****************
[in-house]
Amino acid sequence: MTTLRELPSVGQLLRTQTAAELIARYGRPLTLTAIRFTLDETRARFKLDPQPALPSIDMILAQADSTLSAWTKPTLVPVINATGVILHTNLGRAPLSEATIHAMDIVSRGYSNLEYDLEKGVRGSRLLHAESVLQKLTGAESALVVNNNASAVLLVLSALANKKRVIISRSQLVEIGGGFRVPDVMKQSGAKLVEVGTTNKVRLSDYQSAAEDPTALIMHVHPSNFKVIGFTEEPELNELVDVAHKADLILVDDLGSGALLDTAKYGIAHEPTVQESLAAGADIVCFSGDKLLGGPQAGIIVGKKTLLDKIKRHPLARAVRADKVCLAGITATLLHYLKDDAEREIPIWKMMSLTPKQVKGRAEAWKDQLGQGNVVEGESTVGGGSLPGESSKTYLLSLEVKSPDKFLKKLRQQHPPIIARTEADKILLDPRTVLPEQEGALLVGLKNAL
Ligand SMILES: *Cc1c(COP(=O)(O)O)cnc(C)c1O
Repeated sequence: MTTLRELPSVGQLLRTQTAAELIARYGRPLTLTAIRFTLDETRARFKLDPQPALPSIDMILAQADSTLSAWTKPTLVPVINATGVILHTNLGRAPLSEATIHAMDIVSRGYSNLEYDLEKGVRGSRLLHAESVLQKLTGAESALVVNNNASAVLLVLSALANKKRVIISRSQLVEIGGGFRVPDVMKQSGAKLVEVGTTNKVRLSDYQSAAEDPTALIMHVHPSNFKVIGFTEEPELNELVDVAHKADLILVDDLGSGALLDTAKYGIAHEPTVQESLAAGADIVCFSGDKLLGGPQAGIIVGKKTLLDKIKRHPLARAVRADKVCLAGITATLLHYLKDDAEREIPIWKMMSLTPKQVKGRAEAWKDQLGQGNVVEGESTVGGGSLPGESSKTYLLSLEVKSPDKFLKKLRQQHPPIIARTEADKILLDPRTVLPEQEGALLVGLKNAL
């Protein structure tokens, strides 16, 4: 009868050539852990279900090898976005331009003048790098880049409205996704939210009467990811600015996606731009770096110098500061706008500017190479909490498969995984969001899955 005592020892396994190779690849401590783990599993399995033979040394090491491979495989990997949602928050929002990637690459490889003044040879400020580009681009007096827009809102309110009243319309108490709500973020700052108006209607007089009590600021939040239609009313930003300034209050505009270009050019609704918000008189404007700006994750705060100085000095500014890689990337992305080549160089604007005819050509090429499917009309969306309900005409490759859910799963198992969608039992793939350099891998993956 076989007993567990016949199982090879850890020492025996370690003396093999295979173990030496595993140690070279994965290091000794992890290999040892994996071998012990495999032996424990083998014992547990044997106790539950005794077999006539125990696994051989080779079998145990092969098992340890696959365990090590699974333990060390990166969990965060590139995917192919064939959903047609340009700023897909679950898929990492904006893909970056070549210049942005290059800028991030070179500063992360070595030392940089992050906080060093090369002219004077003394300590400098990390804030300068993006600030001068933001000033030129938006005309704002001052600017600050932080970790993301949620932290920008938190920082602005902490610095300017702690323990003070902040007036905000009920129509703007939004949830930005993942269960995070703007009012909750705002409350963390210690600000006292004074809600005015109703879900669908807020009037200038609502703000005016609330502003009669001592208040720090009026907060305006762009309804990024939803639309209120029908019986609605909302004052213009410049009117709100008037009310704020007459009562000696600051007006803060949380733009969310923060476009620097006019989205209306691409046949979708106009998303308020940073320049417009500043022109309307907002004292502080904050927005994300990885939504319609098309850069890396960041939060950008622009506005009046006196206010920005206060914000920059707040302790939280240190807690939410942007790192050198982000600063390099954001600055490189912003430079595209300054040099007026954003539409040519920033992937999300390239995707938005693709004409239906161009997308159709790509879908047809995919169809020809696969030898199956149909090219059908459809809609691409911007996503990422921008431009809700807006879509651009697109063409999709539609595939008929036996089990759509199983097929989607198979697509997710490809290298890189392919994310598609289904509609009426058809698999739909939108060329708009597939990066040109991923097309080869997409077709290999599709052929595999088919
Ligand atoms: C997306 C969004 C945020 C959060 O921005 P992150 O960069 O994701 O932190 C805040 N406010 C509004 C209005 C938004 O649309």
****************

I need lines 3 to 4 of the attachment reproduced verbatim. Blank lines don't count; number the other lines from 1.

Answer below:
Ligand SMILES: *Cc1c(COP(=O)(O)O)cnc(C)c1O
Repeated sequence: MTTLRELPSVGQLLRTQTAAELIARYGRPLTLTAIRFTLDETRARFKLDPQPALPSIDMILAQADSTLSAWTKPTLVPVINATGVILHTNLGRAPLSEATIHAMDIVSRGYSNLEYDLEKGVRGSRLLHAESVLQKLTGAESALVVNNNASAVLLVLSALANKKRVIISRSQLVEIGGGFRVPDVMKQSGAKLVEVGTTNKVRLSDYQSAAEDPTALIMHVHPSNFKVIGFTEEPELNELVDVAHKADLILVDDLGSGALLDTAKYGIAHEPTVQESLAAGADIVCFSGDKLLGGPQAGIIVGKKTLLDKIKRHPLARAVRADKVCLAGITATLLHYLKDDAEREIPIWKMMSLTPKQVKGRAEAWKDQLGQGNVVEGESTVGGGSLPGESSKTYLLSLEVKSPDKFLKKLRQQHPPIIARTEADKILLDPRTVLPEQEGALLVGLKNAL